• We would call the ‘thing’ that combines our recommendation sources a recommendations engine, and we do..but we also call the thing that does the user behaviour-based recommendations the recommendation engine, and that’s the first thing we’re going to talk about.

    So - we use an open source algorithm-based recommendation engine called prediction.io.

    it works like this - you give it base data (events, users), and you give it action data (“conversion data”, e.g browsing, purchasing, any action you can capture and report), and then you train the algorithms..

    and then you ask it for recommendations either for a user, or for an event.

    It uses the data to produce a number of recommendations..

    in the user case it looks for correlations between the selected users behaviour (either event browsing, or event purchasing) and other users behaviour (other people who looked at X also looked at Y and Z),

    in the event case it uses the same action data to look for correlations between the event passed in, and other events (when this event X has been viewed, these other events have been viewed).

    So now i’ve told you how its supposed to work, Jason will explain what it actually does
  • Drupal modules:
    So PredictionIO is an open-source machine learning server that sits on Apache. We’ve built an Artvaark Components Module to manage its configuration. PredictionIO lets you set up various ‘engine types’, such as an Item Recommendation engine or Item Similarity engine. Each engine serves its own set of recommendation results, so for example, your Drupal site might require two components - one engine for recommending events to users based on their interests, and another engine for suggesting related events. For each engine, you can select pre-built algorithms, set number of recommendations to return, set engine priority. All of this administration is done through the Components Module.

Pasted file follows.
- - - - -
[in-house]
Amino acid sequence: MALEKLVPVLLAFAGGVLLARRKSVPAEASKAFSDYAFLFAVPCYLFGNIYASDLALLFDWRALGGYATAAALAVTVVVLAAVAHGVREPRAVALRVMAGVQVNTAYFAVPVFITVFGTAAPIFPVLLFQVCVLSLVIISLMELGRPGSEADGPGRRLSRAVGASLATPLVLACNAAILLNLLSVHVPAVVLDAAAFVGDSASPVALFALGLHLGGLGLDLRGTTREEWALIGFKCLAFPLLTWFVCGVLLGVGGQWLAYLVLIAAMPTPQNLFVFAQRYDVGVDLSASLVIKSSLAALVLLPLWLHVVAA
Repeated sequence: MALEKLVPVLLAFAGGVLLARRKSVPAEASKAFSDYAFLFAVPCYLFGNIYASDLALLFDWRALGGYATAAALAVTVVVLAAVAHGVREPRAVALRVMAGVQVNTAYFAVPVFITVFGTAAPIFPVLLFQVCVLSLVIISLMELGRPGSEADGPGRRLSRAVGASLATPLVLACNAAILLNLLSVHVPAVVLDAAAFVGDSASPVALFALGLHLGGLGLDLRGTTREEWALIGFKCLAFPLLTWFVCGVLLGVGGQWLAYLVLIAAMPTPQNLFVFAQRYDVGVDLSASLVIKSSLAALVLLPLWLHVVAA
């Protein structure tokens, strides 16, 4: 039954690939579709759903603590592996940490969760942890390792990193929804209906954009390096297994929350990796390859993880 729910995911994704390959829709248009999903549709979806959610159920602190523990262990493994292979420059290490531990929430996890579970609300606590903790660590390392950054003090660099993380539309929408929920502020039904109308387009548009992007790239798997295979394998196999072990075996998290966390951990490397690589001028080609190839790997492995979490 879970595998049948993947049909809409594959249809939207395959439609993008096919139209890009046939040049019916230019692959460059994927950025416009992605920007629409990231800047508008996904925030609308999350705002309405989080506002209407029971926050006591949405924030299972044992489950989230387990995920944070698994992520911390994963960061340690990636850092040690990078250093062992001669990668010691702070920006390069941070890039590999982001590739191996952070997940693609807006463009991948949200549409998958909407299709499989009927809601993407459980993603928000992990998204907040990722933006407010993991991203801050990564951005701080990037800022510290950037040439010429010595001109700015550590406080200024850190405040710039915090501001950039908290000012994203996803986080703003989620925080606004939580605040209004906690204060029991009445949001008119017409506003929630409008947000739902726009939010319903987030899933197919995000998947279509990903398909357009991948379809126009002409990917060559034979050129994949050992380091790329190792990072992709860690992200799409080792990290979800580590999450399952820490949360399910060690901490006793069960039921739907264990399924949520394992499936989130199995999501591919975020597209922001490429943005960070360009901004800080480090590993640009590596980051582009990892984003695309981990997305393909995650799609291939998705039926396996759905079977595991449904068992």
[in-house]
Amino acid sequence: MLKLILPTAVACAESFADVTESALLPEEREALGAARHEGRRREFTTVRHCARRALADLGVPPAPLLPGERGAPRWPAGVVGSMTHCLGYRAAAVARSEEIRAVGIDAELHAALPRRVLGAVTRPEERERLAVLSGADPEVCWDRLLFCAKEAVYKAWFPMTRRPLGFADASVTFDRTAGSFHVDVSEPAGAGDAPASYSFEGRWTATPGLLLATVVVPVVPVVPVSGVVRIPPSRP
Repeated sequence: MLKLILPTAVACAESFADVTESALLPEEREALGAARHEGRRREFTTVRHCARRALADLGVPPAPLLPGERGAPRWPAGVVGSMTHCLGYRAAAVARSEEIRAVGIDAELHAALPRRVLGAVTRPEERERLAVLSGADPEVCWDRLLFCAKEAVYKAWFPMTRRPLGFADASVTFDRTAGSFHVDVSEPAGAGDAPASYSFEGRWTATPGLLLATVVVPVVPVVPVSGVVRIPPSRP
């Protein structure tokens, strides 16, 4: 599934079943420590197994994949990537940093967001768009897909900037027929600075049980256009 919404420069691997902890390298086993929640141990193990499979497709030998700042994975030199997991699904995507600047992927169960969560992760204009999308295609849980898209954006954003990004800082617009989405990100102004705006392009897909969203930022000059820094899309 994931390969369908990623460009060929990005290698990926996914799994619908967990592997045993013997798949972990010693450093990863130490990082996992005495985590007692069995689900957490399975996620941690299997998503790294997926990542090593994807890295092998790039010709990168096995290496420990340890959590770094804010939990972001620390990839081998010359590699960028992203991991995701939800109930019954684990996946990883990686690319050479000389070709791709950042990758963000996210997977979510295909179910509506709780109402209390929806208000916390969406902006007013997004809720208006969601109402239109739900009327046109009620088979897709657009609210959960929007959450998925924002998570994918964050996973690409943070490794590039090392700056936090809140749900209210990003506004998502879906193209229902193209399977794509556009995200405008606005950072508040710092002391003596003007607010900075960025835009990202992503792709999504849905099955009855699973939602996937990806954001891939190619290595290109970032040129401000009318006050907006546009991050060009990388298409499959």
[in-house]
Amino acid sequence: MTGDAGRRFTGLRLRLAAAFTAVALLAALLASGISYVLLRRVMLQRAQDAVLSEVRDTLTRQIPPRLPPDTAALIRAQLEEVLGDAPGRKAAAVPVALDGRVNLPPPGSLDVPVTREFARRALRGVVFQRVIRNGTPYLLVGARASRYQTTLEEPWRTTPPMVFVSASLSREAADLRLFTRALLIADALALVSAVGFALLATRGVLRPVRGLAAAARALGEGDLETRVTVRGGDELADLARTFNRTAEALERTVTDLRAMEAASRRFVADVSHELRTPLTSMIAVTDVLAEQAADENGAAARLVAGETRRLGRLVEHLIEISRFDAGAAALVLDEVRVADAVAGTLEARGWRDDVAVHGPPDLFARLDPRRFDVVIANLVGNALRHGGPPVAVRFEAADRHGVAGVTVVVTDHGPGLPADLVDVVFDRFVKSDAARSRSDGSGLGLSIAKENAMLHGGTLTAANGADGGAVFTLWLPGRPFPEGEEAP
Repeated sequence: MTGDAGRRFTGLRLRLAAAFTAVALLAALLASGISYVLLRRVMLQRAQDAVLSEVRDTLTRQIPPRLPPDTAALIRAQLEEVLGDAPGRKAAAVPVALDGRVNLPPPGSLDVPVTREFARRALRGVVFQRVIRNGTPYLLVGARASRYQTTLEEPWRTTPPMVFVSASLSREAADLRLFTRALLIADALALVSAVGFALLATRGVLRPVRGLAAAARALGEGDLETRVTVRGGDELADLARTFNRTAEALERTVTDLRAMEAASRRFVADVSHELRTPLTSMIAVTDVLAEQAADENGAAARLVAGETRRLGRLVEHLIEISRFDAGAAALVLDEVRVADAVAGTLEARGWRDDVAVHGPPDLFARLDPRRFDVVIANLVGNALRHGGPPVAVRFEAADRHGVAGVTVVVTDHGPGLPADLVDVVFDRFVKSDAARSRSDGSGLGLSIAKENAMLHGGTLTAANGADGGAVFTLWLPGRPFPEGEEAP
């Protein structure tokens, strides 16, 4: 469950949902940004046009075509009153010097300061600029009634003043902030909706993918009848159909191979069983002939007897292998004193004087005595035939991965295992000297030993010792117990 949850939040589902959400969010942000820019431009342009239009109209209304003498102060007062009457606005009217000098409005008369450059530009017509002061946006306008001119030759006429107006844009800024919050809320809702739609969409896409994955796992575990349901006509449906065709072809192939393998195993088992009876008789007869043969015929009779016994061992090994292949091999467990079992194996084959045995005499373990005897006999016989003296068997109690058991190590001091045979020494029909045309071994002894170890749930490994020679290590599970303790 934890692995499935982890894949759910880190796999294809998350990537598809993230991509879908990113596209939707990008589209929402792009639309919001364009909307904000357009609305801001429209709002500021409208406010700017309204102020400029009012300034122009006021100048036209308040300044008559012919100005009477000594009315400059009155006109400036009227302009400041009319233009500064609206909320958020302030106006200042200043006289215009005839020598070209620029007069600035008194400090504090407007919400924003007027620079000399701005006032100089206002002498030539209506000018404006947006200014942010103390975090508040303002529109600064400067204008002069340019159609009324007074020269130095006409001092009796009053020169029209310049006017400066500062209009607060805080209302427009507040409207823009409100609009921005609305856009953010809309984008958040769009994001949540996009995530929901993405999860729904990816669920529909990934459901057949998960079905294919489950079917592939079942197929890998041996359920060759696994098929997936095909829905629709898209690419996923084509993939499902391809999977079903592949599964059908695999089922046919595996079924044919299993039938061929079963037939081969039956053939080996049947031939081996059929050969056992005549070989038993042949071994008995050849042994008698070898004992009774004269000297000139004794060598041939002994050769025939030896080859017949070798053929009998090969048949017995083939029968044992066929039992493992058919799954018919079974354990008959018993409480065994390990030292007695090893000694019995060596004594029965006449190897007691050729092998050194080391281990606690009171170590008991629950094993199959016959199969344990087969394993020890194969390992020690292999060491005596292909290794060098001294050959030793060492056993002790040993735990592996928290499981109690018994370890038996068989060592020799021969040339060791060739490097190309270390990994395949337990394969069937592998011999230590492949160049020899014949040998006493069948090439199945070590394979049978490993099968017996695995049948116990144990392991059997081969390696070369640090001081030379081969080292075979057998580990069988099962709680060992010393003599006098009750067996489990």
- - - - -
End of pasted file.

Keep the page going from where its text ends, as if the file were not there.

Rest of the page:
For fuctionality and actual transactions, we’ve developed an Artvaark API Module. This matches activity in Drupal (e.g. firing hook_node_view on an event page) with a call to PredictionIO to log the transaction.
    PredictionIO components:
    Artvaark API module has a dependency on PredictionIO PHP SDK. Once installed, this gives you set of classes, REST library to make calls to the API server
    So when a user visits an event node, this diagram kind of represents the notification chain up to the machine learning server. PredictionIO runs calculations every hour, storing results in MongoDB
    When we want to pull down a set of recommendations for a user, Artvaark API Module includes a class that queries PredictionIO, passing results as NIDs to a Views contextual filter. So we’re using Views to display recommendations.
  • Screenshot of the components module admin page. We really want site admins to be able to control the system within their Drupal site. Sometimes integrations like this suffer because admins still have to jump around between consoles to get the job done.
  • Simple code snipped from the Artvaark API. Once the PredictionIO SDK has been loaded, we’re firing off API engine calls.

    So in this instance, an node has been viewed by a registered user. PredictionIO already knows about the existence of the node and the user, thanks to earlier calls when they were created in Drupal. So on condition that the user visits a node of type that we’re monitoring and it is published, we make two calls to identify the user with PredictionIO and record the view action there.
  • Existing solutions for personalised content in Drupal are out there. From our review:

    RecommenderAPI
    A Google Summer of Code project 2009. Originally entirely written in PHP. This is not the ideal language for heavy-duty, memory-intensive algorithmic calculation.